Welcome to AikiWeb Aikido Information
AikiWeb: The Source for Aikido Information
AikiWeb's principal purpose is to serve the Internet community as a repository and dissemination point for aikido information.

Sections
home
aikido articles
columns

Discussions
forums
aikiblogs

Databases
dojo search
seminars
image gallery
supplies
links directory

Reviews
book reviews
video reviews
dvd reviews
equip. reviews

News
submit
archive

Miscellaneous
newsletter
rss feeds
polls
about

Follow us on



Home > AikiWeb Aikido Forums
Go Back   AikiWeb Aikido Forums > Testing

Hello and thank you for visiting AikiWeb, the world's most active online Aikido community! This site is home to over 22,000 aikido practitioners from around the world and covers a wide range of aikido topics including techniques, philosophy, history, humor, beginner issues, the marketplace, and more.

If you wish to join in the discussions or use the other advanced features available, you will need to register first. Registration is absolutely free and takes only a few minutes to complete so sign up today!

Reply
 
Thread Tools
Old 03-25-2003, 02:45 PM   #26
Don_Modesto
Dojo: Messores Sensei (Largo, Fl.)
Location: Florida
Join Date: Mar 2001
Posts: 1,267
Offline
Re: I couldn't help myself......

Quote:
paul watt (paw) wrote:
Which leaves me to wonder... clearly Sensei knew the student's abilities, why not just award the rank
I like Ted's answer and it's probably as accurate as I could guess: "Maybe the sensei knew the student's abilities, but the student didn't. That's why a test was needed."

Don J. Modesto
St. Petersburg, Florida
------------------------
http://www.theaikidodojo.com/
  Reply With Quote
Old 03-25-2003, 07:35 PM   #27
paw
Join Date: Mar 2002
Posts: 768
Offline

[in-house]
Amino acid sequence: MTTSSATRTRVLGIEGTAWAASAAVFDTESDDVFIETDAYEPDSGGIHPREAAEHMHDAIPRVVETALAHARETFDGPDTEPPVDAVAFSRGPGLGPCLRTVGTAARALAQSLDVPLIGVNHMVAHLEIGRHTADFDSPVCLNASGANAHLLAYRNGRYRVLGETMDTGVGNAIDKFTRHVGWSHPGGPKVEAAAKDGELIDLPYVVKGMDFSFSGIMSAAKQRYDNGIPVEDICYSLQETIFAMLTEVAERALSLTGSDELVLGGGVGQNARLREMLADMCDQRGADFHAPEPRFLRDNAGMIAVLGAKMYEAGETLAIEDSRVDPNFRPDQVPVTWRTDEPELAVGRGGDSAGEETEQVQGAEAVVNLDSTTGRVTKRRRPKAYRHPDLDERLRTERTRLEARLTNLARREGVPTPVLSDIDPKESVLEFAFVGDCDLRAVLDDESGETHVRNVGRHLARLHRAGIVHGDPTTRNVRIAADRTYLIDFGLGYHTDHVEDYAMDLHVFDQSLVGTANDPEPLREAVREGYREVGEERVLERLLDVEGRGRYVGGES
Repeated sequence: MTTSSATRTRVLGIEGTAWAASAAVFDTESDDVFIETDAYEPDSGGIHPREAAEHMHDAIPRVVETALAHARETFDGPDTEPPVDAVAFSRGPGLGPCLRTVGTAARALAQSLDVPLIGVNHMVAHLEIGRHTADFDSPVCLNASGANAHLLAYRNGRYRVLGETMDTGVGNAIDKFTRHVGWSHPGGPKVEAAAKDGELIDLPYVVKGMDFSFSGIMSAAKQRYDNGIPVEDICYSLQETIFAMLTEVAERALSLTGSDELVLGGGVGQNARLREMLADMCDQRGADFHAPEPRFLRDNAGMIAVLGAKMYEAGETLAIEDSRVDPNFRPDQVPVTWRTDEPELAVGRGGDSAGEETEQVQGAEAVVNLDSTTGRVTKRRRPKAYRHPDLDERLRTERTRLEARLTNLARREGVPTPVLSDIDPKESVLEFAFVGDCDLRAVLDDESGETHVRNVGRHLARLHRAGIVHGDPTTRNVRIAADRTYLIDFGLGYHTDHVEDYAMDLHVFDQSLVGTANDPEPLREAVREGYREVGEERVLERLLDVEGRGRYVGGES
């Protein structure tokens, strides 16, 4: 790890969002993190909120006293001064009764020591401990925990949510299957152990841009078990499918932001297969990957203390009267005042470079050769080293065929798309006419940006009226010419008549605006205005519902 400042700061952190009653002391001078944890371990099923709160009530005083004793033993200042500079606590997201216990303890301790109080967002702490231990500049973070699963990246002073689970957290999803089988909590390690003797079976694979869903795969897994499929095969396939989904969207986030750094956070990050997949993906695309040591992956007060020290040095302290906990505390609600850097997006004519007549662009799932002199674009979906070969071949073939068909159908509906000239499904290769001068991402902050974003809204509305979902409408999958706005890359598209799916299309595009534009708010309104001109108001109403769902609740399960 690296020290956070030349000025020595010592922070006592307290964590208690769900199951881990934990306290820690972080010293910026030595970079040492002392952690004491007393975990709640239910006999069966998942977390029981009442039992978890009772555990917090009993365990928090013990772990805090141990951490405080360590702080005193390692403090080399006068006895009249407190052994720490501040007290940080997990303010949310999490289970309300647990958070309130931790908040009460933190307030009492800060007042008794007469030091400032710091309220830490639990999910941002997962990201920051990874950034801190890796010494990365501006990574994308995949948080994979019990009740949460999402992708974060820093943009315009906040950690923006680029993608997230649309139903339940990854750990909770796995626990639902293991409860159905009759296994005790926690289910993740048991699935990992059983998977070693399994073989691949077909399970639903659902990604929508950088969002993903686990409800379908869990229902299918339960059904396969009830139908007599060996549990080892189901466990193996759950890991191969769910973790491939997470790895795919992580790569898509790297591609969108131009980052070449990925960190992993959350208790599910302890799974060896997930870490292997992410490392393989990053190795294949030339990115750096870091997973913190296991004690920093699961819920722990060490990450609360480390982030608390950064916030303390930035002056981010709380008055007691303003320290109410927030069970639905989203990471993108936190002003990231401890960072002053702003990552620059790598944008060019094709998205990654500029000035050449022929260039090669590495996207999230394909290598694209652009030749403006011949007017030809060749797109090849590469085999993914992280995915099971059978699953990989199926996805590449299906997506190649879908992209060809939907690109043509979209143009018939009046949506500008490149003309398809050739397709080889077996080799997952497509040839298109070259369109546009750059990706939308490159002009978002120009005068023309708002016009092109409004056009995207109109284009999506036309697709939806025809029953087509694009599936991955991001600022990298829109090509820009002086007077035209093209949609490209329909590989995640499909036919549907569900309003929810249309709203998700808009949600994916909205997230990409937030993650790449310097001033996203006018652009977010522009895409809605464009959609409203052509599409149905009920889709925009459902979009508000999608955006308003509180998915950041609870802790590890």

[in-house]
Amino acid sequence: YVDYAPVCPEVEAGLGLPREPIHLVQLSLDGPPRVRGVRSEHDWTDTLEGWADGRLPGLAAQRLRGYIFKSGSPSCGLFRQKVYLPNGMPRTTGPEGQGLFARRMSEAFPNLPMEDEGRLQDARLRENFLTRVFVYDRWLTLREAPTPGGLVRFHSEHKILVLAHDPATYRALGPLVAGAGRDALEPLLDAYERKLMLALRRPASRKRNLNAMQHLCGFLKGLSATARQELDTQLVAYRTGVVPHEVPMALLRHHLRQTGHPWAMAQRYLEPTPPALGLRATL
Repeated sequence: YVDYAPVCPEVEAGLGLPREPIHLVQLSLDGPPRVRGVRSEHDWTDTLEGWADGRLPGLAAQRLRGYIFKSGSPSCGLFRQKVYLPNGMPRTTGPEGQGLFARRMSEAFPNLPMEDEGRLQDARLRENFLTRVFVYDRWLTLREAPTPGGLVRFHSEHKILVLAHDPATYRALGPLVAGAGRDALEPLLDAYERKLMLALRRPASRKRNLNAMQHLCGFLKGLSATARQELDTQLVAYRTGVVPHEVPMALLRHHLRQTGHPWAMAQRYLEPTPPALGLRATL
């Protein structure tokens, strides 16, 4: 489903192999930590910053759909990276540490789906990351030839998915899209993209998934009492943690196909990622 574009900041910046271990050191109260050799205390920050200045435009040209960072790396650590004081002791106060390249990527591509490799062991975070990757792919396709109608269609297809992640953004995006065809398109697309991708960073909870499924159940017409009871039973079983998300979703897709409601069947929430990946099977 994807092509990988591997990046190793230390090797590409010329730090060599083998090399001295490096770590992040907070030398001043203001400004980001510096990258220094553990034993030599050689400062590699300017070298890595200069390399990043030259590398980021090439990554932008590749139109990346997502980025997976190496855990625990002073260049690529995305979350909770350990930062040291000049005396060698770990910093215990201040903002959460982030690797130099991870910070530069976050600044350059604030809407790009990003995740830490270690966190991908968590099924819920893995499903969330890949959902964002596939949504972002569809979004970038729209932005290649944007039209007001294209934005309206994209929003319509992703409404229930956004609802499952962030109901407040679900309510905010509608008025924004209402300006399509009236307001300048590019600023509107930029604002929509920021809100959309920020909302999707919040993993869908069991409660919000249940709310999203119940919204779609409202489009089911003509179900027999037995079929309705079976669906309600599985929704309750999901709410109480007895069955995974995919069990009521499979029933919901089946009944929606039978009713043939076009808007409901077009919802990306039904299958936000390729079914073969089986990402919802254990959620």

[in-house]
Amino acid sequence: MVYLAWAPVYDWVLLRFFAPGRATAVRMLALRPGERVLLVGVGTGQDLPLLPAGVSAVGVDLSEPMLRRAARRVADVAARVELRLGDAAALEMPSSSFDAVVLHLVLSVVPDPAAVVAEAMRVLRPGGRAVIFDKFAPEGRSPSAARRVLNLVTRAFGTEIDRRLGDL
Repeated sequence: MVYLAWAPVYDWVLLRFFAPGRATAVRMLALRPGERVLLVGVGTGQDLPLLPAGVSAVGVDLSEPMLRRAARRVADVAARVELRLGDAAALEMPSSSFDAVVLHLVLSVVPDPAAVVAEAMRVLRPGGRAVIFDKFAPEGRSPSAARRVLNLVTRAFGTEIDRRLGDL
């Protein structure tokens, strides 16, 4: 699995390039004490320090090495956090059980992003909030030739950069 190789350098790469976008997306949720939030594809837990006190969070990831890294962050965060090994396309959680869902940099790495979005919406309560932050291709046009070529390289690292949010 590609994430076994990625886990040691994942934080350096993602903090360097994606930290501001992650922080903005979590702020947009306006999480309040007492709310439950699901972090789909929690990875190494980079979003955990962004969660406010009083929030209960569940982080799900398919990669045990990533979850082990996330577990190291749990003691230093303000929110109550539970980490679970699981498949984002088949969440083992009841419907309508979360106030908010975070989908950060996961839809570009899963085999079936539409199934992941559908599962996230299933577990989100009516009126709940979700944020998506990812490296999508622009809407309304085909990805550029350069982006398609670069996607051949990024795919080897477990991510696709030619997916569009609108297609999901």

Ted and Don,
Quote:
Maybe the sensei knew the student's abilities, but the student didn't. That's why a test was needed
Maybe. "Needed" is such a strong word.

Certainly there are some students who, for whatever reason(s), feel as though they aren't up to par. But a 15 minute test will enlighten such a student more than weeks/months/years of training? --- how about a frank, 5 minute conversation?

Regards,

Paul
  Reply With Quote
Old 03-26-2003, 11:10 AM   #28
Don_Modesto
Dojo: Messores Sensei (Largo, Fl.)
Location: Florida
Join Date: Mar 2001
Posts: 1,267
Offline
Quote:
paul watt (paw) wrote:
....a 15 minute test will enlighten such a student more than weeks/months/years of training? --- how about a frank, 5 minute conversation?
I understand your point, but I think part of the point of aikido is doing, not talking. Knowledge and insights come in through the body.

Don J. Modesto
St. Petersburg, Florida
------------------------
http://www.theaikidodojo.com/
  Reply With Quote
Old 03-26-2003, 08:33 PM   #29
Nick P.
 
Nick P.'s Avatar
Dojo: Sukagawa Aikido Club of Montreal
Location: Montreal
Join Date: Aug 2000
Posts: 639
Offline
Quote:
Don J. Modesto (Don_Modesto) wrote:
I understand your point, but I think part of the point of aikido is doing, not talking. Knowledge and insights come in through the body.
I would agree with you, Don. Mat time is practice time, and it is through practice that one learns. However, many do not share our views, and I have come to appreciate that some want to "know" (ie talk about).

Some need to talk or be talked to.
  Reply With Quote
Old 03-27-2003, 04:06 PM   #30
Don_Modesto
Dojo: Messores Sensei (Largo, Fl.)
Location: Florida
Join Date: Mar 2001
Posts: 1,267
Offline
Quote:
Nick Pittson (Nick P.) wrote:
I have come to appreciate that some want to "know" (ie talk about).

Some need to talk or be talked to.
er, as evidenced by this forum and, um, you and me here...

Thanks for the post.

Don J. Modesto
St. Petersburg, Florida
------------------------
http://www.theaikidodojo.com/
  Reply With Quote
Old 03-27-2003, 06:52 PM   #31
Nick P.
 
Nick P.'s Avatar
Dojo: Sukagawa Aikido Club of Montreal
Location: Montreal
Join Date: Aug 2000
Posts: 639
Offline
Quote:
Don J. Modesto (Don_Modesto) wrote:
er, as evidenced by this forum and, um, you and me here...
Y'know, I didn't even notice that...

That's funny.
  Reply With Quote
Old 04-18-2003, 10:32 AM   #32
acot
Dojo: West Michigan Aikido
Location: Grand Rapids, Michigan
Join Date: Sep 2002
Posts: 112
United_States
Offline
Ranking is a great tool to be used in gadging ones Aiki path. However, a lot of business and polticking gets invovled and it tends to lose all value.

As an english teacher I also know that when a student knows what they need to learn in a certain amount of time they tend to stay more focused on the subject at hand.